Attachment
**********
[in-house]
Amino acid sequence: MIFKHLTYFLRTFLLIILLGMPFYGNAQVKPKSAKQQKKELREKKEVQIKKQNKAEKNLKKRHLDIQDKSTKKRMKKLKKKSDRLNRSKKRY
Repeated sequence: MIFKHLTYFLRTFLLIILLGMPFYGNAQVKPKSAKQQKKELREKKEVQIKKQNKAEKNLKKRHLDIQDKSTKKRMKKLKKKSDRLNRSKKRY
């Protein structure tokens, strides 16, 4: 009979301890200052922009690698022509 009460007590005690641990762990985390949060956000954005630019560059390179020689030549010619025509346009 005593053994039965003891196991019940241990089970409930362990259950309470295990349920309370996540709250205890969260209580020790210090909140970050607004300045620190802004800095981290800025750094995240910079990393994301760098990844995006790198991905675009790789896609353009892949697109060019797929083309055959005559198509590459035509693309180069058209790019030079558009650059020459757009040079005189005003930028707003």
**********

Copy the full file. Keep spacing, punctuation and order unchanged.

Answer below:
[in-house]
Amino acid sequence: MIFKHLTYFLRTFLLIILLGMPFYGNAQVKPKSAKQQKKELREKKEVQIKKQNKAEKNLKKRHLDIQDKSTKKRMKKLKKKSDRLNRSKKRY
Repeated sequence: MIFKHLTYFLRTFLLIILLGMPFYGNAQVKPKSAKQQKKELREKKEVQIKKQNKAEKNLKKRHLDIQDKSTKKRMKKLKKKSDRLNRSKKRY
């Protein structure tokens, strides 16, 4: 009979301890200052922009690698022509 009460007590005690641990762990985390949060956000954005630019560059390179020689030549010619025509346009 005593053994039965003891196991019940241990089970409930362990259950309470295990349920309370996540709250205890969260209580020790210090909140970050607004300045620190802004800095981290800025750094995240910079990393994301760098990844995006790198991905675009790789896609353009892949697109060019797929083309055959005559198509590459035509693309180069058209790019030079558009650059020459757009040079005189005003930028707003």